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Microorganisms, especially bacteria, also exist in places where humans are. The International Space Station (ISS) is no exception.

However, the ISS remains cleaner than anywhere else in the world.

Astronauts also take turns cleaning while they are on other missions. Vehicles carrying cargo and cargo to the International Space Station are also subject to sterilization before being fired, and astronauts heading to the space station are seized on a spacecraft for 10 days prior to launch.

Marc Hault microbiologist at the Johnson Space Center in the United States said that once every three months samples are taken at two places in each module connected to the space station for hygiene purposes.

The Los Cosmos Russian Space Agency, which uses the International Space Station together with the United States, is also closely monitoring all parts of the station.

To check the hygiene status, a sample is taken from the air and the floor in the station, and cultured in a laboratory dish containing mediators that serve as means of growth of bacteria and fungi. Then, send these plates to the ground to observe what microorganisms are growing.

Basically, the same method as used on the ground is used to prevent the occurrence and growth of microorganisms in the treatment and preparation of drinking water.

The International Space Station periodically inspects drinking water related systems. Drinking water quality testing was originally conducted once a month, but it has always been very clean and has changed to once every three months thereafter.

Haute said the astronauts' drinking water is cleaner than any water we drink on Earth, comparing only the amount of microbes remaining.

The International Space Station has medical requirements to monitor the station environment. The space station also has the same microorganisms found in any home or office.

Scientists claim that microbes are found everywhere in the station, but they are only part of causing medical problems, and that it is only possible if the situation is right.

Photo: NASA / Wikimedia

Medical officers at the International Space Station closely monitor any anomalies to prevent any possible medical problems caused by microorganisms that may be present, and if the signs are found, additional disinfection of space stations do.

The presence of microorganisms does not have a significant effect on the health of astronauts. This is possible only if the bacteria that should be found in the toilet should be found only in the toilet.

In some cases, microorganisms that are considered to be at risk have been found to have a slightly different appearance from normal bacteria, without any effect on DNA results.

It is difficult to distinguish between what is a threat and what is not because microbes are not very related to each other.

In recent hygiene tests, 11 kinds of bacteria were found. The bacteria found were found to be anthrax, gram-positive bacillary, and tuberculosis strains that were discovered in 2014.

All of these bacteria are known to be microorganisms that are harmful to humans and are commonly found where humans exist on Earth.

The researchers were able to identify samples of each species, and some of the bacteria found here were very similar to anthrax as a result of DNA hybridization.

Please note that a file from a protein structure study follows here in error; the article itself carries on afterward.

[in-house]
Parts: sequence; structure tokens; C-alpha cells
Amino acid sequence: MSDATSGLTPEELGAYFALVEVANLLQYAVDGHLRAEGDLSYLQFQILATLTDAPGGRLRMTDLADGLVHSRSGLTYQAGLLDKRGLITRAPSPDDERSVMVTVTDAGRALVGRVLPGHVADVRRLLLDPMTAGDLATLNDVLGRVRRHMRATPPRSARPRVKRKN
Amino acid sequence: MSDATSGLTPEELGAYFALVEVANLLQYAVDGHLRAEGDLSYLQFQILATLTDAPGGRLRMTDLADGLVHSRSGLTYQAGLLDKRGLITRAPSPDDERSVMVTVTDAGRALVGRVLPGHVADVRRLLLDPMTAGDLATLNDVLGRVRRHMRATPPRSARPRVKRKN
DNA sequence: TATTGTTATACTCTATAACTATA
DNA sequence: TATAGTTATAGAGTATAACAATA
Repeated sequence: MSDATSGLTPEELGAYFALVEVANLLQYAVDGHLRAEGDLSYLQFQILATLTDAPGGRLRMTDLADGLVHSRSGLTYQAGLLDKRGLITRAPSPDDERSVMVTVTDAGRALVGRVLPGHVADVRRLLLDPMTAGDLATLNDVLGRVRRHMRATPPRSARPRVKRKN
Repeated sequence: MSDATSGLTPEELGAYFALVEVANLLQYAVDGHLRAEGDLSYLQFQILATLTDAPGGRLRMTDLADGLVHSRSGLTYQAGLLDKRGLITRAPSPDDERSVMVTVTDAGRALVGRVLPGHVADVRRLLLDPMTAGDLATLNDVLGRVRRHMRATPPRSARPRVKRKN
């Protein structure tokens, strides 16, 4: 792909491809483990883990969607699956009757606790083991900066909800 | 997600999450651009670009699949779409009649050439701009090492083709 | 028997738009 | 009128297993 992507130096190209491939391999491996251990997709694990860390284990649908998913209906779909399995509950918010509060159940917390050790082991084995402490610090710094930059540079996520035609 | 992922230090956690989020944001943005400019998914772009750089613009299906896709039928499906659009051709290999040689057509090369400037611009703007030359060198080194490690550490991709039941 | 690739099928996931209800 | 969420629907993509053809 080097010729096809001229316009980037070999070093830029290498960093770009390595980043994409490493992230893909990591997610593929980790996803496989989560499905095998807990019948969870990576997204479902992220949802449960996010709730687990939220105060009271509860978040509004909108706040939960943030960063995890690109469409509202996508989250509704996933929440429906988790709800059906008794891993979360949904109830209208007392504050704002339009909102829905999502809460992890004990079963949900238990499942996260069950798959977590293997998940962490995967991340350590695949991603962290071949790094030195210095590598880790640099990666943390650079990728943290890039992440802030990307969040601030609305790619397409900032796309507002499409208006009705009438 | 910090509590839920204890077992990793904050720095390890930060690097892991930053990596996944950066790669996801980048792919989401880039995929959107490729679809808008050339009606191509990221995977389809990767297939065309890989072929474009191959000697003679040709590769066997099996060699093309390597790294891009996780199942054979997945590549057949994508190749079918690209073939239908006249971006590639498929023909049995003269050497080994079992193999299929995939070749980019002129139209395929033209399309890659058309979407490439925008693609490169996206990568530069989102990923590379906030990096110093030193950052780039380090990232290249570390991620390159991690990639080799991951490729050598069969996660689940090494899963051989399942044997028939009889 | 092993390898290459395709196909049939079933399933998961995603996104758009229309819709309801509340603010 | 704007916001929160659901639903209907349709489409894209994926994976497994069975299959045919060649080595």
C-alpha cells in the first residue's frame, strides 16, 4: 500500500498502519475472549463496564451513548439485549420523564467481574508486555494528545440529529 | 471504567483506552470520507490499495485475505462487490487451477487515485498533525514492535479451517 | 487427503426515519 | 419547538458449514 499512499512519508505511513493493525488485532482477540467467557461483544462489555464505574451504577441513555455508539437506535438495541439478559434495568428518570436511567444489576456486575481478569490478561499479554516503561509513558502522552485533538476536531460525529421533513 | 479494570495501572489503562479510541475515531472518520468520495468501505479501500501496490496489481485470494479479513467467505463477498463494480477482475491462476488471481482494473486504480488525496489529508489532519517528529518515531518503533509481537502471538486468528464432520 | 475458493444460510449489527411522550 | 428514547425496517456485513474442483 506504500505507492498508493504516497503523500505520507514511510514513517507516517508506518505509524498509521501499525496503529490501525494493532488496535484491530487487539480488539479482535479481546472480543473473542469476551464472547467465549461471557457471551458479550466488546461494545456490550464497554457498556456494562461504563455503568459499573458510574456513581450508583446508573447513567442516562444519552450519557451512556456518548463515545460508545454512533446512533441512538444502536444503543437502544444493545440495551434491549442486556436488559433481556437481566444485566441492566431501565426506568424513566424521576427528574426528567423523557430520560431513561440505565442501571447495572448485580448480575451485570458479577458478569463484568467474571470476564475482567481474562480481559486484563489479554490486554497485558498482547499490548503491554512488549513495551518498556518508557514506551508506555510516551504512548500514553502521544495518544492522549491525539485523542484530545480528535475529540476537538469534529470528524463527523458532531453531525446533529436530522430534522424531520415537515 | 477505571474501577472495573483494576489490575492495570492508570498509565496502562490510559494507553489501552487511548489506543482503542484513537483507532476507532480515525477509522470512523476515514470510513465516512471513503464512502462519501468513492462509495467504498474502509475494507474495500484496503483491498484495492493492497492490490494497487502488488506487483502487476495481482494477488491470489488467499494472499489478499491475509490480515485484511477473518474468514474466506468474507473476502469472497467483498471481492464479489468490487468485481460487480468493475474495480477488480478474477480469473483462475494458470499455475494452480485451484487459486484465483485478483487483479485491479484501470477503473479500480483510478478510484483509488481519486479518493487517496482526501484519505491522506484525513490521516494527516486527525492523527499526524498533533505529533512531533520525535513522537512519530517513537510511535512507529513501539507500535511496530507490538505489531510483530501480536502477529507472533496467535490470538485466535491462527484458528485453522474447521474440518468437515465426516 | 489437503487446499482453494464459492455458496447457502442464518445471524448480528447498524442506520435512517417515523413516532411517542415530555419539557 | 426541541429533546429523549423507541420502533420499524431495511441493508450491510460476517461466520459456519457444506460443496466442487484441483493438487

However, none of the bacteria found have potential toxins because they do not have the plasmids or physical properties that secrete them.

The sanitary inspection of the existence of any other microorganisms on the International Space Station is continuing.

Photo: NASA / Wikimedia

Studies using different techniques have been conducted on the environment where microorganisms exist in space stations.

The studies focused on different goals than NASA's regular sanitary inspection, but there were times when NASA would help maintain NASA's space station cleanliness.

Haute said he needed to look carefully at the interpretation of the results, although there is a need to study new and different methods of monitoring microbes in space stations.

NASA will continue to monitor the sanitary conditions of the International Space Station to help astronauts perform their mission in a safe and healthy environment.

Research into the effects of long-term space travel on astronaut microbioam (the entire genetic information of microbes living in our bodies) is still under way, and short-range space travel has been linked to the human immune system and microbial Research has already been conducted in 2013 on how it affects humans.

In the study, microbial samples were extracted with a certain period in each part of the body of the astronaut, and these samples were sent to Earth for analysis with samples taken from the space station.

NASA and the Sloan Foundation have entered into agreements to support microbiomic research on the study environment, the microbiological environment within the artificial environment, and the microbiological environment within the main space station.

Five postdoctoral fellows were given the opportunity to experiment at NASA's repository of microbial samples collected from the space station module over the last decade for exchanges.

The purpose of these interchange experiments is to better understand how microbial communities form, adapt, and evolve in space stations. This experiment is very important because the microorganisms follow the path of humans.

Photo: NASA / Wikimedia
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